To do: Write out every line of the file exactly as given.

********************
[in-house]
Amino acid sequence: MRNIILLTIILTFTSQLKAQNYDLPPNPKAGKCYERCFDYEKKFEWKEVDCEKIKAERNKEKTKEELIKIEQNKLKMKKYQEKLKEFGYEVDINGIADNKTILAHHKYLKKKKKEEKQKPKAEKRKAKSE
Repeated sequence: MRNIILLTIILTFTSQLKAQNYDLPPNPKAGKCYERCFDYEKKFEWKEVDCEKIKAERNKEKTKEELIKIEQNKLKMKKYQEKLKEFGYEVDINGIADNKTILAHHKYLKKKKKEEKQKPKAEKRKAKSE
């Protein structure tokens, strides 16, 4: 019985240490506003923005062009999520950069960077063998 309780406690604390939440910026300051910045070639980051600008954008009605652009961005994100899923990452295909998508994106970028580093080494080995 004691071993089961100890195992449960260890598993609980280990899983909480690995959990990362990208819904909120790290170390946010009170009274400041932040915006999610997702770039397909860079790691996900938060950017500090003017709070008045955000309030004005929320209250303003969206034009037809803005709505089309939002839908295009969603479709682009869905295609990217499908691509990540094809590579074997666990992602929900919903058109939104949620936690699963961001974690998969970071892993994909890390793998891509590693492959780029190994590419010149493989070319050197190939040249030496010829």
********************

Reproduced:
[in-house]
Amino acid sequence: MRNIILLTIILTFTSQLKAQNYDLPPNPKAGKCYERCFDYEKKFEWKEVDCEKIKAERNKEKTKEELIKIEQNKLKMKKYQEKLKEFGYEVDINGIADNKTILAHHKYLKKKKKEEKQKPKAEKRKAKSE
Repeated sequence: MRNIILLTIILTFTSQLKAQNYDLPPNPKAGKCYERCFDYEKKFEWKEVDCEKIKAERNKEKTKEELIKIEQNKLKMKKYQEKLKEFGYEVDINGIADNKTILAHHKYLKKKKKEEKQKPKAEKRKAKSE
């Protein structure tokens, strides 16, 4: 019985240490506003923005062009999520950069960077063998 309780406690604390939440910026300051910045070639980051600008954008009605652009961005994100899923990452295909998508994106970028580093080494080995 004691071993089961100890195992449960260890598993609980280990899983909480690995959990990362990208819904909120790290170390946010009170009274400041932040915006999610997702770039397909860079790691996900938060950017500090003017709070008045955000309030004005929320209250303003969206034009037809803005709505089309939002839908295009969603479709682009869905295609990217499908691509990540094809590579074997666990992602929900919903058109939104949620936690699963961001974690998969970071892993994909890390793998891509590693492959780029190994590419010149493989070319050197190939040249030496010829």